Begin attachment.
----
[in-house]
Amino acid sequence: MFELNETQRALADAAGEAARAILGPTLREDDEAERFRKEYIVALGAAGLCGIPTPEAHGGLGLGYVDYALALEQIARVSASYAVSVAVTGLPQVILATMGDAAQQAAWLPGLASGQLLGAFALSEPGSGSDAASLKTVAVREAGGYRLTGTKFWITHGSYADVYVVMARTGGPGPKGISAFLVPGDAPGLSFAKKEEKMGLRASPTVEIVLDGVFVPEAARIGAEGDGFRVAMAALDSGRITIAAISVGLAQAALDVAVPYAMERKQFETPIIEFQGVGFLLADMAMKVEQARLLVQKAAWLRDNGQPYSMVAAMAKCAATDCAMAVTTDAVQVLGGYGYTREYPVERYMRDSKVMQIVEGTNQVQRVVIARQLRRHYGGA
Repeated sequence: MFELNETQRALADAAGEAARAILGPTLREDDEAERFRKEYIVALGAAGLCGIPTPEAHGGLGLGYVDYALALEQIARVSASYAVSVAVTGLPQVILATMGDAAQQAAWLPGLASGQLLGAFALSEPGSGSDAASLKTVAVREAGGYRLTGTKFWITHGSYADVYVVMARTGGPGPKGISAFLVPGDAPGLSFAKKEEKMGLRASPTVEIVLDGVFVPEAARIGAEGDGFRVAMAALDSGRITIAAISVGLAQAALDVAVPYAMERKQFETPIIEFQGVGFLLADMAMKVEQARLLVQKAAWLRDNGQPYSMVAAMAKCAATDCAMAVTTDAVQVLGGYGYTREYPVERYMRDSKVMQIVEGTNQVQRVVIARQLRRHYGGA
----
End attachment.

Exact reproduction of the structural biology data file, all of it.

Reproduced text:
[in-house]
Amino acid sequence: MFELNETQRALADAAGEAARAILGPTLREDDEAERFRKEYIVALGAAGLCGIPTPEAHGGLGLGYVDYALALEQIARVSASYAVSVAVTGLPQVILATMGDAAQQAAWLPGLASGQLLGAFALSEPGSGSDAASLKTVAVREAGGYRLTGTKFWITHGSYADVYVVMARTGGPGPKGISAFLVPGDAPGLSFAKKEEKMGLRASPTVEIVLDGVFVPEAARIGAEGDGFRVAMAALDSGRITIAAISVGLAQAALDVAVPYAMERKQFETPIIEFQGVGFLLADMAMKVEQARLLVQKAAWLRDNGQPYSMVAAMAKCAATDCAMAVTTDAVQVLGGYGYTREYPVERYMRDSKVMQIVEGTNQVQRVVIARQLRRHYGGA
Repeated sequence: MFELNETQRALADAAGEAARAILGPTLREDDEAERFRKEYIVALGAAGLCGIPTPEAHGGLGLGYVDYALALEQIARVSASYAVSVAVTGLPQVILATMGDAAQQAAWLPGLASGQLLGAFALSEPGSGSDAASLKTVAVREAGGYRLTGTKFWITHGSYADVYVVMARTGGPGPKGISAFLVPGDAPGLSFAKKEEKMGLRASPTVEIVLDGVFVPEAARIGAEGDGFRVAMAALDSGRITIAAISVGLAQAALDVAVPYAMERKQFETPIIEFQGVGFLLADMAMKVEQARLLVQKAAWLRDNGQPYSMVAAMAKCAATDCAMAVTTDAVQVLGGYGYTREYPVERYMRDSKVMQIVEGTNQVQRVVIARQLRRHYGGA